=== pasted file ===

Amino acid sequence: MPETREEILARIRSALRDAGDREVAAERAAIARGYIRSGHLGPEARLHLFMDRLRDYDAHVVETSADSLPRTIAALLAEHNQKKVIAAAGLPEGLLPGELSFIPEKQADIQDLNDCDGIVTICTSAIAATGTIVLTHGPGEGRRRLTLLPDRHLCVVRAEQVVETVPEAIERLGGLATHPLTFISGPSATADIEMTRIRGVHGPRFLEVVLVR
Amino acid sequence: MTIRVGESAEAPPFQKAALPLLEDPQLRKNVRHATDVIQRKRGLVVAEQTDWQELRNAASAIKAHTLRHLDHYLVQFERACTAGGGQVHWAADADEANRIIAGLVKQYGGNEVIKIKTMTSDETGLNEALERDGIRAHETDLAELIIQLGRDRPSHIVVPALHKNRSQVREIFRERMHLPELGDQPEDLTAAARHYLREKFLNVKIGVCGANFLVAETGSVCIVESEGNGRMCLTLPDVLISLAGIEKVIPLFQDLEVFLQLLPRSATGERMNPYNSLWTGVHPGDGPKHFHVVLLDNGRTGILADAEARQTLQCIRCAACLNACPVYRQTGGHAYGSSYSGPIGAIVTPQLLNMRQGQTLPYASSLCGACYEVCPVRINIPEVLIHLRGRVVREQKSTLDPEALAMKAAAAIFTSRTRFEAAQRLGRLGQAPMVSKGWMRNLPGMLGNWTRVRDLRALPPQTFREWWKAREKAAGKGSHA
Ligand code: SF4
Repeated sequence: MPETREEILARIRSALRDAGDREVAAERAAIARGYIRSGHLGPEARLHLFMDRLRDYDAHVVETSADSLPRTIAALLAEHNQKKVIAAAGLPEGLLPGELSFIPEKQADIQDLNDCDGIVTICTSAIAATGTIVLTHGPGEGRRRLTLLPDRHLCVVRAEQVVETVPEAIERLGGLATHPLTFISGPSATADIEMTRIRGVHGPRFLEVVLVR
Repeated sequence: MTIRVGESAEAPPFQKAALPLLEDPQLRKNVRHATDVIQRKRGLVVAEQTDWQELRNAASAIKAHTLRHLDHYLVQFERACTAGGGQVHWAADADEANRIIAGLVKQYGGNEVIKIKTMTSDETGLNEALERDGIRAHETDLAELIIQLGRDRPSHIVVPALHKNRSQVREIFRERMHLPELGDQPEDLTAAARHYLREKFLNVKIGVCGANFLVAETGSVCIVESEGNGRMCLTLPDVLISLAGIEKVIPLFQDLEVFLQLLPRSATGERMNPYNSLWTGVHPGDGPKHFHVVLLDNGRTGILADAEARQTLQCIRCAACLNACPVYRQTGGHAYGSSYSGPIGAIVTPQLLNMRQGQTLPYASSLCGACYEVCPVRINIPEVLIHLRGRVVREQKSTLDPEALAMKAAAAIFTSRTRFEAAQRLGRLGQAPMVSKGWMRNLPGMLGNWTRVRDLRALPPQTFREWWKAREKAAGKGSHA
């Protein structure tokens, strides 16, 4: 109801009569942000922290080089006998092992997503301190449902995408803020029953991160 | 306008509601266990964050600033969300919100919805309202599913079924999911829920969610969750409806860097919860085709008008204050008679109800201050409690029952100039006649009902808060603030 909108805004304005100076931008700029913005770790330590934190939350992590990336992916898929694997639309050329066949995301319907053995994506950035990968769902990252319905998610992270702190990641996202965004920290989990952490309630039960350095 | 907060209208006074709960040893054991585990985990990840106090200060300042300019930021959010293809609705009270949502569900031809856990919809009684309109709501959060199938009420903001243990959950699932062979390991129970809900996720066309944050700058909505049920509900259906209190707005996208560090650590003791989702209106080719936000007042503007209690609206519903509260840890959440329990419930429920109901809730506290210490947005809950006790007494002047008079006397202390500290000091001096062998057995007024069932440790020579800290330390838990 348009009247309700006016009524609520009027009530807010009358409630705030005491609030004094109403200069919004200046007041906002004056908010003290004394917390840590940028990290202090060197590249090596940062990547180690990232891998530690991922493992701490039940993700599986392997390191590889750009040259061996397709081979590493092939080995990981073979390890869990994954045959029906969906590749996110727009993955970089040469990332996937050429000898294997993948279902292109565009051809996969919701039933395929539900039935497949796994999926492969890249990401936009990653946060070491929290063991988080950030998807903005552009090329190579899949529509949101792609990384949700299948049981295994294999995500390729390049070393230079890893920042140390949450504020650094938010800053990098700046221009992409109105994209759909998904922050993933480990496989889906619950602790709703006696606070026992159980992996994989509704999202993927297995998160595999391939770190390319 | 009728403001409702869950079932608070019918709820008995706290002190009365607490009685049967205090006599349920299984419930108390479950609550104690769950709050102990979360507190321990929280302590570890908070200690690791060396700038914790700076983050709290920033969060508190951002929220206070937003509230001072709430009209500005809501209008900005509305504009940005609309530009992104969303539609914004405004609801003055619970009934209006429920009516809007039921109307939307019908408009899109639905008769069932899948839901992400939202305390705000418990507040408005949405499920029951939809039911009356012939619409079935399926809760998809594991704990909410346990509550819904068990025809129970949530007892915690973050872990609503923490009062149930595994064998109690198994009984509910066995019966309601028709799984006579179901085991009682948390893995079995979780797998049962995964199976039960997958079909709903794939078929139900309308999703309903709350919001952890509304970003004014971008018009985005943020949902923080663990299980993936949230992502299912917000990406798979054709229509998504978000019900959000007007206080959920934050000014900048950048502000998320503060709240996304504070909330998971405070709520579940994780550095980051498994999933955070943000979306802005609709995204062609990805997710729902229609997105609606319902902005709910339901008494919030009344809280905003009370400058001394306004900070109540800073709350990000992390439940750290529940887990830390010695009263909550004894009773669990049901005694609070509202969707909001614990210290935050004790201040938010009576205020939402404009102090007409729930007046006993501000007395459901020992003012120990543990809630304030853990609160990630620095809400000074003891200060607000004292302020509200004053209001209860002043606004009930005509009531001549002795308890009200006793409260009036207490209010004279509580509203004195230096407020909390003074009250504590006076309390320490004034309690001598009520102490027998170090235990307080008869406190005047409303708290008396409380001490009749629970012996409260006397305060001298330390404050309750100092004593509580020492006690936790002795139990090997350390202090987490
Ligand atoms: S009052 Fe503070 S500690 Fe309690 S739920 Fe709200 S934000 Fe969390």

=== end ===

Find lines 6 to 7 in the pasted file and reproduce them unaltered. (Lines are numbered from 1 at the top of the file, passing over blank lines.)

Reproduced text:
């Protein structure tokens, strides 16, 4: 109801009569942000922290080089006998092992997503301190449902995408803020029953991160 | 306008509601266990964050600033969300919100919805309202599913079924999911829920969610969750409806860097919860085709008008204050008679109800201050409690029952100039006649009902808060603030 909108805004304005100076931008700029913005770790330590934190939350992590990336992916898929694997639309050329066949995301319907053995994506950035990968769902990252319905998610992270702190990641996202965004920290989990952490309630039960350095 | 907060209208006074709960040893054991585990985990990840106090200060300042300019930021959010293809609705009270949502569900031809856990919809009684309109709501959060199938009420903001243990959950699932062979390991129970809900996720066309944050700058909505049920509900259906209190707005996208560090650590003791989702209106080719936000007042503007209690609206519903509260840890959440329990419930429920109901809730506290210490947005809950006790007494002047008079006397202390500290000091001096062998057995007024069932440790020579800290330390838990 348009009247309700006016009524609520009027009530807010009358409630705030005491609030004094109403200069919004200046007041906002004056908010003290004394917390840590940028990290202090060197590249090596940062990547180690990232891998530690991922493992701490039940993700599986392997390191590889750009040259061996397709081979590493092939080995990981073979390890869990994954045959029906969906590749996110727009993955970089040469990332996937050429000898294997993948279902292109565009051809996969919701039933395929539900039935497949796994999926492969890249990401936009990653946060070491929290063991988080950030998807903005552009090329190579899949529509949101792609990384949700299948049981295994294999995500390729390049070393230079890893920042140390949450504020650094938010800053990098700046221009992409109105994209759909998904922050993933480990496989889906619950602790709703006696606070026992159980992996994989509704999202993927297995998160595999391939770190390319 | 009728403001409702869950079932608070019918709820008995706290002190009365607490009685049967205090006599349920299984419930108390479950609550104690769950709050102990979360507190321990929280302590570890908070200690690791060396700038914790700076983050709290920033969060508190951002929220206070937003509230001072709430009209500005809501209008900005509305504009940005609309530009992104969303539609914004405004609801003055619970009934209006429920009516809007039921109307939307019908408009899109639905008769069932899948839901992400939202305390705000418990507040408005949405499920029951939809039911009356012939619409079935399926809760998809594991704990909410346990509550819904068990025809129970949530007892915690973050872990609503923490009062149930595994064998109690198994009984509910066995019966309601028709799984006579179901085991009682948390893995079995979780797998049962995964199976039960997958079909709903794939078929139900309308999703309903709350919001952890509304970003004014971008018009985005943020949902923080663990299980993936949230992502299912917000990406798979054709229509998504978000019900959000007007206080959920934050000014900048950048502000998320503060709240996304504070909330998971405070709520579940994780550095980051498994999933955070943000979306802005609709995204062609990805997710729902229609997105609606319902902005709910339901008494919030009344809280905003009370400058001394306004900070109540800073709350990000992390439940750290529940887990830390010695009263909550004894009773669990049901005694609070509202969707909001614990210290935050004790201040938010009576205020939402404009102090007409729930007046006993501000007395459901020992003012120990543990809630304030853990609160990630620095809400000074003891200060607000004292302020509200004053209001209860002043606004009930005509009531001549002795308890009200006793409260009036207490209010004279509580509203004195230096407020909390003074009250504590006076309390320490004034309690001598009520102490027998170090235990307080008869406190005047409303708290008396409380001490009749629970012996409260006397305060001298330390404050309750100092004593509580020492006690936790002795139990090997350390202090987490
Ligand atoms: S009052 Fe503070 S500690 Fe309690 S739920 Fe709200 S934000 Fe969390």